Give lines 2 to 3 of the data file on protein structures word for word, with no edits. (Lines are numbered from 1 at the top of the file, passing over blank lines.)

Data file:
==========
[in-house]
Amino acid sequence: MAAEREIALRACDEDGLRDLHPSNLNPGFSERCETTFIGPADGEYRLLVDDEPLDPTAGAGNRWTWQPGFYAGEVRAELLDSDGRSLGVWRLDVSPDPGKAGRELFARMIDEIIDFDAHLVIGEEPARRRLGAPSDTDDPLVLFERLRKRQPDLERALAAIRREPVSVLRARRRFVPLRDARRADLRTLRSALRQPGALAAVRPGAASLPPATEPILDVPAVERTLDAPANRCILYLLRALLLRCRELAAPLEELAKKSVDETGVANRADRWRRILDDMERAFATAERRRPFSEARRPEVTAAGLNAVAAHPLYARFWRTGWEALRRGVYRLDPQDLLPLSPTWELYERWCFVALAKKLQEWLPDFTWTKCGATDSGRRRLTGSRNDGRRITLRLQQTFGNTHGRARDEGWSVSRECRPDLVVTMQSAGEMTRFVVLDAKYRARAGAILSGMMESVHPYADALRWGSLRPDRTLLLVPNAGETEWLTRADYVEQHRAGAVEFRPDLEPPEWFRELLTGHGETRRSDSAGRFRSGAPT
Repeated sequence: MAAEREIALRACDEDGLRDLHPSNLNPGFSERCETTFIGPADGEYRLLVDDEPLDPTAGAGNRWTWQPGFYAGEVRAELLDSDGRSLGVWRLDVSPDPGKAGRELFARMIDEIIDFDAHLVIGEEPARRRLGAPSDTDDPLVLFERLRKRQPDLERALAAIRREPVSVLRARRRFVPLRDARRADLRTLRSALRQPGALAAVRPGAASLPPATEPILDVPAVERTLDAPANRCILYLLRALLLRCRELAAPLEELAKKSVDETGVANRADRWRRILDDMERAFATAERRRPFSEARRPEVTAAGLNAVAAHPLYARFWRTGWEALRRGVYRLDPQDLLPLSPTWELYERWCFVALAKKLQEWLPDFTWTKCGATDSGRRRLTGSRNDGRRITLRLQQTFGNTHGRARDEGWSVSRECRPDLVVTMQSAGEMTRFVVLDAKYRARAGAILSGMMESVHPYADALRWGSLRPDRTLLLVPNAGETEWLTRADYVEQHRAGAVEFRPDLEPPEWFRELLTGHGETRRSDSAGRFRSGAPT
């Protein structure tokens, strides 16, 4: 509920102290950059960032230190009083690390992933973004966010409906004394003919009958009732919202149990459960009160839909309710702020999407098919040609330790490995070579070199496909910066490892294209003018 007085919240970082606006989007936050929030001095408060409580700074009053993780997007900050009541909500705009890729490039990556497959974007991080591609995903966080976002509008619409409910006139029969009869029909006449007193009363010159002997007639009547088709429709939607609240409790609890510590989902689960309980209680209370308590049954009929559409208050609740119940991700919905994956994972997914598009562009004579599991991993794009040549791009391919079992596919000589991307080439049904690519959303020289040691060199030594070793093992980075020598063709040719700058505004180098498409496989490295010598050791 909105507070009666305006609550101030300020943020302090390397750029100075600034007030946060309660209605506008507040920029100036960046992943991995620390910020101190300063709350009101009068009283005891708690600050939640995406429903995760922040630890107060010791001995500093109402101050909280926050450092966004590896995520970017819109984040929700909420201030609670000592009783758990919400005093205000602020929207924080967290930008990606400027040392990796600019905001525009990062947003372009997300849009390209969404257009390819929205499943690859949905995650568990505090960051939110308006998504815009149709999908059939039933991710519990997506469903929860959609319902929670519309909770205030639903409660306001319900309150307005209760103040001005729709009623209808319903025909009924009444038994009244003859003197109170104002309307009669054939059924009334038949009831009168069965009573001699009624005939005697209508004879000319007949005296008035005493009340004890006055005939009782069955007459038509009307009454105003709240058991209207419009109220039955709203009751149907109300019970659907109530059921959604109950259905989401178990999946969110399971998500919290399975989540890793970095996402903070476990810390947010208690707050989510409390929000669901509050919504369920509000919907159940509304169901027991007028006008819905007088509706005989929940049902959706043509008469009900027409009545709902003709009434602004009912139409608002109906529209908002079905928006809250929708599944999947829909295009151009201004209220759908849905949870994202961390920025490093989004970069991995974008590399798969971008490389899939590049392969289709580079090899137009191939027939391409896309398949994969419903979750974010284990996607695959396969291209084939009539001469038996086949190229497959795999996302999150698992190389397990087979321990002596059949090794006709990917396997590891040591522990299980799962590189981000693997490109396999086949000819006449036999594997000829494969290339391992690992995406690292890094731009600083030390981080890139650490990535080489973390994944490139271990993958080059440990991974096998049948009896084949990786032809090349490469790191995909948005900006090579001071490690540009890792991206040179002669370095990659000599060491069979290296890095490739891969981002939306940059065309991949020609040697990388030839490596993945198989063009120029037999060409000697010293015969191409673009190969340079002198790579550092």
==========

Amino acid sequence: MAAEREIALRACDEDGLRDLHPSNLNPGFSERCETTFIGPADGEYRLLVDDEPLDPTAGAGNRWTWQPGFYAGEVRAELLDSDGRSLGVWRLDVSPDPGKAGRELFARMIDEIIDFDAHLVIGEEPARRRLGAPSDTDDPLVLFERLRKRQPDLERALAAIRREPVSVLRARRRFVPLRDARRADLRTLRSALRQPGALAAVRPGAASLPPATEPILDVPAVERTLDAPANRCILYLLRALLLRCRELAAPLEELAKKSVDETGVANRADRWRRILDDMERAFATAERRRPFSEARRPEVTAAGLNAVAAHPLYARFWRTGWEALRRGVYRLDPQDLLPLSPTWELYERWCFVALAKKLQEWLPDFTWTKCGATDSGRRRLTGSRNDGRRITLRLQQTFGNTHGRARDEGWSVSRECRPDLVVTMQSAGEMTRFVVLDAKYRARAGAILSGMMESVHPYADALRWGSLRPDRTLLLVPNAGETEWLTRADYVEQHRAGAVEFRPDLEPPEWFRELLTGHGETRRSDSAGRFRSGAPT
Repeated sequence: MAAEREIALRACDEDGLRDLHPSNLNPGFSERCETTFIGPADGEYRLLVDDEPLDPTAGAGNRWTWQPGFYAGEVRAELLDSDGRSLGVWRLDVSPDPGKAGRELFARMIDEIIDFDAHLVIGEEPARRRLGAPSDTDDPLVLFERLRKRQPDLERALAAIRREPVSVLRARRRFVPLRDARRADLRTLRSALRQPGALAAVRPGAASLPPATEPILDVPAVERTLDAPANRCILYLLRALLLRCRELAAPLEELAKKSVDETGVANRADRWRRILDDMERAFATAERRRPFSEARRPEVTAAGLNAVAAHPLYARFWRTGWEALRRGVYRLDPQDLLPLSPTWELYERWCFVALAKKLQEWLPDFTWTKCGATDSGRRRLTGSRNDGRRITLRLQQTFGNTHGRARDEGWSVSRECRPDLVVTMQSAGEMTRFVVLDAKYRARAGAILSGMMESVHPYADALRWGSLRPDRTLLLVPNAGETEWLTRADYVEQHRAGAVEFRPDLEPPEWFRELLTGHGETRRSDSAGRFRSGAPT